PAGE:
It was early one Sunday morning about a year ago. As I walked along the beach, my dogs careering around like crazy things through the waves, I felt a tremendous shiver overtake me, and an accompanying, quite overwhelming thought: ‘You must be so fucking scared!!!’
My father was in hospital having an operation for bowel cancer. It was ‘only’ keyhole surgery for a small tumour, so – even though he was 80 – he was expected to recover and return home within the week. Turns out, that wasn’t the case…
The phone was ringing as I made my way up the drive from the beach that morning. It was my sister. She was in Tasmania looking after Dad during his stint in hospital (she also lived interstate, like me). I was on call to head back to Tassy to care for him when he left hospital. I picked up the phone, expecting it to be her, saying get on a flight, he’s coming out of hospital.
“Dad’s had a heart attack and died,” she said, her voice tight with restrained emotion. His body just hadn’t coped with the surgery, and his stomach had been swelling since he had the operation three days prior. He’d even told the doctors his stomach was pressing upwards and he felt like he was going to have a heart attack. Turns out he was right. It seems he’d had the heart attack and died, right around the time that strange thought had come to me, and the shiver rocked through me. It was as if my body felt his shock, and the accompanying fear.
I had always felt very connected to my father – not necessarily in a good way. We had a love-hate relationship, and I’d left home at 18, moved interstate, and then overseas, so I had lived a long way away from him for a long time. And I wasn’t good at staying in touch. I left that to my older, more responsible siblings. But in some strange way, I felt like I had inherited a gift from him… an interest in things like psychology and the paranormal.
He had studied some sport psychology and become an athletics coach when he discovered that he had a potential Olympian as a daughter (no, not me! My highly talented sister – but that’s another story). And I used to catch him divining out in the backyard sometimes too, for water pipes. It seemed like a strange thing to find an engineer doing, but he was always a bit of an oddity.
He had always wanted to write a book too – another thing we had in common. But he never got around to it. Instead he’d written stories, anecdotes and memories in sprawling spidery handwriting on the backs of envelopes. Hundreds of them in a big pile on the kitchen bench.
He wanted to record these stories, and he thought that perhaps because I worked as a writer and editor, I might be able to do something with them – turn them into a book, get them published.
I didn’t think this was going to happen – it was a life, just a life, as extraordinary and ordinary as any life. But my dad wasn’t famous. He hadn’t invented anything, or created anything of note (other than us kids of course, lol). I knew from experience publishers would only be interested in a memoir if it was by a famous person, or if the author could ‘write like rock’n’roll’, as Elizabeth Wurtzel, author of Prozac Nation and Bitch, once said of her own writing.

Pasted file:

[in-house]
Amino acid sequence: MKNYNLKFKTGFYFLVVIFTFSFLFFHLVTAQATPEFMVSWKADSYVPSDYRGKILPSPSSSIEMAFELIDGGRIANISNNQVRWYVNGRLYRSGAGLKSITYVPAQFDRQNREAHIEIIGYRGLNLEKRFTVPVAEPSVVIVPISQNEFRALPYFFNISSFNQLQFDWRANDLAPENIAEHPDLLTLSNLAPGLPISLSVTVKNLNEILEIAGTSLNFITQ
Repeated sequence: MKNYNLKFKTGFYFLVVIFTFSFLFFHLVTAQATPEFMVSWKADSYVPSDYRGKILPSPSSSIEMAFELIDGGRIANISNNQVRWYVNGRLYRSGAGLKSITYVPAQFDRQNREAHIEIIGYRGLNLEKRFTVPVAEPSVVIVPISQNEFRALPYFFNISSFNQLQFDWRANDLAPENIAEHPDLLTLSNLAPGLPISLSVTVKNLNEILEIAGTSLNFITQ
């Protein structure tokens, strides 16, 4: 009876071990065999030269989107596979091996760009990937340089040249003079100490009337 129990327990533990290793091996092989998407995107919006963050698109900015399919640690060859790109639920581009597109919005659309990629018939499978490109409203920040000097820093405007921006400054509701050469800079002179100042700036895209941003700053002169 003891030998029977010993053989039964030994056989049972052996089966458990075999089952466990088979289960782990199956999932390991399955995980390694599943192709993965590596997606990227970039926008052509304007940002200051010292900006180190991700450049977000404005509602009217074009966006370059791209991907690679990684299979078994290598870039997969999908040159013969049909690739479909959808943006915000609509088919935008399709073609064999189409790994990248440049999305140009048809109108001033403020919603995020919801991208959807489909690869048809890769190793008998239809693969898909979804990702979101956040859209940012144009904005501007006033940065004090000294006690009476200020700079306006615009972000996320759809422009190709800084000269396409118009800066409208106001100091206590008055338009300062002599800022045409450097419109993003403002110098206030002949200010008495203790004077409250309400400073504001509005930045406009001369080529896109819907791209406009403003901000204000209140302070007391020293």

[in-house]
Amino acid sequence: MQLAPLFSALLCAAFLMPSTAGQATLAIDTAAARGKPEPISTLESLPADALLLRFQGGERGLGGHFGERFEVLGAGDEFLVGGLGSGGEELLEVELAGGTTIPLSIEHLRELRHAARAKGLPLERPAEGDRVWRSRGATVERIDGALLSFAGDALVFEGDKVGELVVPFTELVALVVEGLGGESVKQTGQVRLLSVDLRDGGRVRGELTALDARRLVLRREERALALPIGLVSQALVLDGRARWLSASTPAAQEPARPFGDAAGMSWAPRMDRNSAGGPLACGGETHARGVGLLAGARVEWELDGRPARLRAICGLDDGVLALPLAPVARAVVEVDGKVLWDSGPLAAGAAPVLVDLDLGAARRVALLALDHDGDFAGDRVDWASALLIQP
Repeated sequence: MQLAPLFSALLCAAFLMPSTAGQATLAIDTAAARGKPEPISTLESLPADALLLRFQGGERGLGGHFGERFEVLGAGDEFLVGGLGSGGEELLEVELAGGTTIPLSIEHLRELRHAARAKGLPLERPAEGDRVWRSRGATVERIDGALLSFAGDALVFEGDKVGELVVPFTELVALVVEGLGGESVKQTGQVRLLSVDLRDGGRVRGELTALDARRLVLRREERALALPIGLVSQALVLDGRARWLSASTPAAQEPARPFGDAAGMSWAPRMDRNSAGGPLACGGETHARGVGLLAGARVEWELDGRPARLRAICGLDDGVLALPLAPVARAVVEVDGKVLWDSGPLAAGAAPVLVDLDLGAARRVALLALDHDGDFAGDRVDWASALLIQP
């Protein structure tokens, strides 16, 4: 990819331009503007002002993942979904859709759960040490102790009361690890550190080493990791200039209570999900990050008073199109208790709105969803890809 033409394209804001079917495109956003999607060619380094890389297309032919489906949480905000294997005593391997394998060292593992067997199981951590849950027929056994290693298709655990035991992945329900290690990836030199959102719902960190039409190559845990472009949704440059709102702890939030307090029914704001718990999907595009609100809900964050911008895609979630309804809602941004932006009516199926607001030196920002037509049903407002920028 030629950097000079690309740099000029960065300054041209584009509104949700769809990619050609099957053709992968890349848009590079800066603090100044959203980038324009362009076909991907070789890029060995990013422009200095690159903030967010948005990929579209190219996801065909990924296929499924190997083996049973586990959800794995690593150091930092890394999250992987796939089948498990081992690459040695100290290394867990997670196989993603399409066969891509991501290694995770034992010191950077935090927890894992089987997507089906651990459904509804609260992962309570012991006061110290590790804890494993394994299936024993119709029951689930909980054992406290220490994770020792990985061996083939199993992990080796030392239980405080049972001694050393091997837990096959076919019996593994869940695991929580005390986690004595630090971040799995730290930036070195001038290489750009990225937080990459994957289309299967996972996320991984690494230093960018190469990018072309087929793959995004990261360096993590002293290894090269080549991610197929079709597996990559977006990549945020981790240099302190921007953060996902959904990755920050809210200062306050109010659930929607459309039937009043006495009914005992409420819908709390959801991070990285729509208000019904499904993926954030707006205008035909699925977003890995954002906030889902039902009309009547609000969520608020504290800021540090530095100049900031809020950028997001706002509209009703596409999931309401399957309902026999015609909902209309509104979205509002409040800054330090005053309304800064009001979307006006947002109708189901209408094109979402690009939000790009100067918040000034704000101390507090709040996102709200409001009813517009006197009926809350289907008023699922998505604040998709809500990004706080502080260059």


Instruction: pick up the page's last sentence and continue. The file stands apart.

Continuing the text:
Neither my sisters or I wanted to hurt him by refusing to listen to his life stories, so – about a year before he passed – we dutifully booked our flights and returned to our home state to sit around the family dining table and listen to his stories.
Now my father – it must be said – had been something of a dictator and bully growing up. So there were mixed feelings about this whole scenario. I myself had to walk out of the room on occasion, unable to stand it a moment longer. The arrogance, the egoism, the expectation that his daughters would sit passively and take it all in. Just as he had expected when we were growing up.
I remember asking him to explain the stock exchange to me once as a teenager. I wanted a two-minute quick summary. Twenty minutes later I was still in my arm chair feeling trapped as he droned on about stocks and shares, futures and derivatives… I wanted to escape. I couldn’t interrupt him or he’d lose it. (That was a scary prospect, trust me.) And he just did not seem to understand body language – that if I fidgeted, or looked away, I was subtly – or not so subtly – letting him know I was getting bored. He just kept droning on.
When my sister’s second son was diagnosed with Asperger Syndrome, it started to make sense. Dad – although high functioning – was most definitely on the spectrum. He was very bright, but not good socially; he had next to no friends – he left all that to mum. He was an engineer – Aspergers used to be called ‘the engineer’s disease’. He Iiked things to be very ordered – and if they weren’t, woe betide whoever introduced that disorder!
So we sat and we listened. I have transcribed those memoirs since, and I am slowly editing them with the intention of printing and binding them for family members. It will be my first attempt at self-publishing. As I read the direct transcript my nephew had the pleasure of transcribing for $500, courtesy of my dad, I see the different roles we all had when it came to our dad – simply by way of our interjections, or lack thereof. The oldest two sisters take his stories quite seriously, and ask questions to expand on the story. The third sister – the Olympian – interrupts him all the time, trying to bring his stories back to my mother… who he does seem to leave out of the stories rather a lot (again, another story for another day). Me, I don’t say much. I’m busying myself with the recording device. I probably had my mind on other things. That was a trick of mine – be there in body because you had to, but nobody could control your mind and where it went.